In any Silicon Valley wave there are the clear huge winners– Facebook and likely Twitter and Zynga. There are a few clear huge businesses, and I’d argue LinkedIn is in that category. And loads of companies that are clever-but-doomed. And then there are a bunch where we just don’t know. They are clearly worth something, in the case of Slide or TechCrunch and, hopefully, Digg they’re worth enough that the founders who worked so hard for so long make a life-changing amount of money. But in some ways, when these founders finally succumb to the grind, it’s almost sadder for those of us who were along on the journey– whether investors, employees, friends or just users of their sites.
I remember the day when the Industry Standard– the magazine that chronicled the 1990s bubble and held weekly rooftop parties– went out of business. I covered the news for the tiny weekly business journal I wrote for back then, and drove up to San Francisco as employees were forlornly cleaning out their offices– all of them. It reminded me of the last day at college, when everyone takes every scrap of their life out of a dormroom never to return. I did an interview with the Editor that made me feel like an ambulance chaser. His dream was in shambles all around him and his staff of hundreds were out of jobs. Media people are impossible at faking how they feel. I couldn’t do it when TechCrunch announced it was selling, and this guy couldn’t do it now. One of his star writers told me it was like that scene in Goodfellas where the crew feels on top of the world like they own a town– and then they get sloppy and everything goes to hell.
Back at the Hammer party, it was my Goodfellas moment, albeit a far less dramatic one. I didn’t have an office to pack up and we all still have jobs, but I couldn’t help feeling like it was all over. Not TechCrunch or Digg or Facebook or the other companies we associate with the wave, but the wave itself. It has crashed on a beach of exhaustion, and people who said they’d never sell for less than $1 billion doing just that. More of it is coming.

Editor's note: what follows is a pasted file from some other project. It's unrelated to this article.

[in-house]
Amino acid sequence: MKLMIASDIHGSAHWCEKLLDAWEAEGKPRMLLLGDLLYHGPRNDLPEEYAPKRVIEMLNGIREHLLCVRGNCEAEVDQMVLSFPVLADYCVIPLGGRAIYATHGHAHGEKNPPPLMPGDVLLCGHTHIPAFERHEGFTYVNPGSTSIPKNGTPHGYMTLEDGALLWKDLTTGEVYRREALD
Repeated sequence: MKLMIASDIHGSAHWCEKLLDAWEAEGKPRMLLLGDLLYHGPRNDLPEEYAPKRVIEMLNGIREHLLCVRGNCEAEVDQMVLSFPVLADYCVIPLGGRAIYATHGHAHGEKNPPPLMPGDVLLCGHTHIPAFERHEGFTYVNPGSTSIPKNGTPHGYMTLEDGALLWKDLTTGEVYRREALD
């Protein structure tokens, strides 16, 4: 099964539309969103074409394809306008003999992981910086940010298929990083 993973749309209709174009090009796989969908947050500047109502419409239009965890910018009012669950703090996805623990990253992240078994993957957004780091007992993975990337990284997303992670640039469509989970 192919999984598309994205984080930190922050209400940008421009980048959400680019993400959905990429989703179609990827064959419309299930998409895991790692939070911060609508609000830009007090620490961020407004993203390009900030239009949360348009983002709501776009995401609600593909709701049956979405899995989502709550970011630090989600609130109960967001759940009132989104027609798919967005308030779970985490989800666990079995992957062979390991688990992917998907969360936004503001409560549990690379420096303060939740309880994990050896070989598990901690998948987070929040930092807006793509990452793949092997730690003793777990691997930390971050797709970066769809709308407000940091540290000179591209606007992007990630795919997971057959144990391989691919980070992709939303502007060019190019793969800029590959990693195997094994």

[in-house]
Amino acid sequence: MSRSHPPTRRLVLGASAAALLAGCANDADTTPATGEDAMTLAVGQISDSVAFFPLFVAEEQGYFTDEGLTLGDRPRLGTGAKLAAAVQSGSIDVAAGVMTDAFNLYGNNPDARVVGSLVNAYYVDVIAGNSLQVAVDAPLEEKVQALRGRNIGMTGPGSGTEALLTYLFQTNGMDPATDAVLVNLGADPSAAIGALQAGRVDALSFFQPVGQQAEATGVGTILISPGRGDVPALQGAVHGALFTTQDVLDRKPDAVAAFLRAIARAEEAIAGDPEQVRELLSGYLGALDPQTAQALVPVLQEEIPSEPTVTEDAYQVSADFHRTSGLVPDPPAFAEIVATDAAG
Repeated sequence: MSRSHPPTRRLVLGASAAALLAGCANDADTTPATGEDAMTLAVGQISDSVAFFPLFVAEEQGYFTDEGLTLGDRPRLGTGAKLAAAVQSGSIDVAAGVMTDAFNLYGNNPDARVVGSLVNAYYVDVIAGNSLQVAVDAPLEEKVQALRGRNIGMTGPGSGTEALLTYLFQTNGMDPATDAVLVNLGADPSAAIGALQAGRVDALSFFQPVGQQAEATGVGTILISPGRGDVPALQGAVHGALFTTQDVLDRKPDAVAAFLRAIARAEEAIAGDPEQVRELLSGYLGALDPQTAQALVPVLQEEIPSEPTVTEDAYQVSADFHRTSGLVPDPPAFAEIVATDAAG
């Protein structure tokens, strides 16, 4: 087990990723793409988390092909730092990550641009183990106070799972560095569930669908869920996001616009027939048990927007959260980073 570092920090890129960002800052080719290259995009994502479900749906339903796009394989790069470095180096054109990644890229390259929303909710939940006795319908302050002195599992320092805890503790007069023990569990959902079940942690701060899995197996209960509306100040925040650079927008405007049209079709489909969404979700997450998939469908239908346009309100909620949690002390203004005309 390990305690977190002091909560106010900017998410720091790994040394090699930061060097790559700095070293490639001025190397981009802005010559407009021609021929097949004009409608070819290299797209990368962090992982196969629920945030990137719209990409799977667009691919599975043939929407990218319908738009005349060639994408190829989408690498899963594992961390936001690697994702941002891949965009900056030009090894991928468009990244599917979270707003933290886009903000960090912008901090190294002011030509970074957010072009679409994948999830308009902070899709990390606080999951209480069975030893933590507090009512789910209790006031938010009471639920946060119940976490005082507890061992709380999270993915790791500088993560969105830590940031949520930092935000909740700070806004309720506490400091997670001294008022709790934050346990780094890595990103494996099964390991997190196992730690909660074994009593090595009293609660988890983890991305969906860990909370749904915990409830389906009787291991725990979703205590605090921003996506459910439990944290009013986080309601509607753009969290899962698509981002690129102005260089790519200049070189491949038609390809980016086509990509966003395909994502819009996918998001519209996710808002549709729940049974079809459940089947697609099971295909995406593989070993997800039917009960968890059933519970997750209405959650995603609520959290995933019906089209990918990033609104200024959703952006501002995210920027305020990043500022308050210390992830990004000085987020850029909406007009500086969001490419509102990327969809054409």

TechCrunch has been unlike any other media organization for which I’ve worked– whether newsweekly, magazine, television, or big media portal. We could all leave in three years and start another one but it won’t be the same, Web companies are organic things shaped by a million little small decisions and dozens of people who pass through that company’s life every day. There’s a magic that catches or doesn’t. Business professors and journalists can later dissect what companies did right, but frequently at the time pivotal decisions were a fluke.
There’s an endless debate about the good and bad of selling a company that’s still growing in the Valley right now. There’s the obvious macro-economic answer: Everyone selling too early is bad, because no new tech giants are created. There’s the obvious micro-answer: A few million dollars is life changing for most people, and those entrepreneurs deserve to make a life-changing amount of money. In a lot of ways, Disrupt was in the middle of that debate all week. The same Michael Arrington who called out investors who just fund “dipshit $40 million companies” sold his company for a reportedly similar figure the next day. Like most people, I find both arguments compelling. But the important thing to know is this: You can do it again, but you will never create the same company twice.
At that Hammer party I ran into a friend who has built several successful companies– and always refused to sell at their headiest point. He asked me what I thought of the AOL deal. I asked what he thought. He laughed and said, “You’re talking to someone who has managed to evade seven successful exits, don’t ask me.” Yeah. That sums up the end of the Web 2.0 era angst.